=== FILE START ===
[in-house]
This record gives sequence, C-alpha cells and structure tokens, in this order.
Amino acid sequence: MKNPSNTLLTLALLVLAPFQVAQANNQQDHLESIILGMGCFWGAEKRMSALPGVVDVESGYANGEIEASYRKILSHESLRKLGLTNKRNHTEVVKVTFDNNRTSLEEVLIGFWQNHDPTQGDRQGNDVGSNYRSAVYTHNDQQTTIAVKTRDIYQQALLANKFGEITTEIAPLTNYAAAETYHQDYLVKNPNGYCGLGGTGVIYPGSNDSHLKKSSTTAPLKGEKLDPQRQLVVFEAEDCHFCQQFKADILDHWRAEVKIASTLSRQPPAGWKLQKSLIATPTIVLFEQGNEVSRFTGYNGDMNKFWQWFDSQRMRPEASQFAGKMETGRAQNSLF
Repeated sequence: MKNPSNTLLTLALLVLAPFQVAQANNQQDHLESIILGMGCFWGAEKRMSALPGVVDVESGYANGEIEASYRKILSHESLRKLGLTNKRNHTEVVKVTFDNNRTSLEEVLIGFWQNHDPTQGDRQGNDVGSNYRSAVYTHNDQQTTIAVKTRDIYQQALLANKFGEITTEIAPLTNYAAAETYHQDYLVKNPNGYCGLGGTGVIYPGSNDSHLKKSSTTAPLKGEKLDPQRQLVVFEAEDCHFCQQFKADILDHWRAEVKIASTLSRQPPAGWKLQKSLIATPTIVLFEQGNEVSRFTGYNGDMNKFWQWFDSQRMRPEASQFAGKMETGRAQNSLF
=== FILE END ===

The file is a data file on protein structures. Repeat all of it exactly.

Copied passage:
[in-house]
This record gives sequence, C-alpha cells and structure tokens, in this order.
Amino acid sequence: MKNPSNTLLTLALLVLAPFQVAQANNQQDHLESIILGMGCFWGAEKRMSALPGVVDVESGYANGEIEASYRKILSHESLRKLGLTNKRNHTEVVKVTFDNNRTSLEEVLIGFWQNHDPTQGDRQGNDVGSNYRSAVYTHNDQQTTIAVKTRDIYQQALLANKFGEITTEIAPLTNYAAAETYHQDYLVKNPNGYCGLGGTGVIYPGSNDSHLKKSSTTAPLKGEKLDPQRQLVVFEAEDCHFCQQFKADILDHWRAEVKIASTLSRQPPAGWKLQKSLIATPTIVLFEQGNEVSRFTGYNGDMNKFWQWFDSQRMRPEASQFAGKMETGRAQNSLF
Repeated sequence: MKNPSNTLLTLALLVLAPFQVAQANNQQDHLESIILGMGCFWGAEKRMSALPGVVDVESGYANGEIEASYRKILSHESLRKLGLTNKRNHTEVVKVTFDNNRTSLEEVLIGFWQNHDPTQGDRQGNDVGSNYRSAVYTHNDQQTTIAVKTRDIYQQALLANKFGEITTEIAPLTNYAAAETYHQDYLVKNPNGYCGLGGTGVIYPGSNDSHLKKSSTTAPLKGEKLDPQRQLVVFEAEDCHFCQQFKADILDHWRAEVKIASTLSRQPPAGWKLQKSLIATPTIVLFEQGNEVSRFTGYNGDMNKFWQWFDSQRMRPEASQFAGKMETGRAQNSLF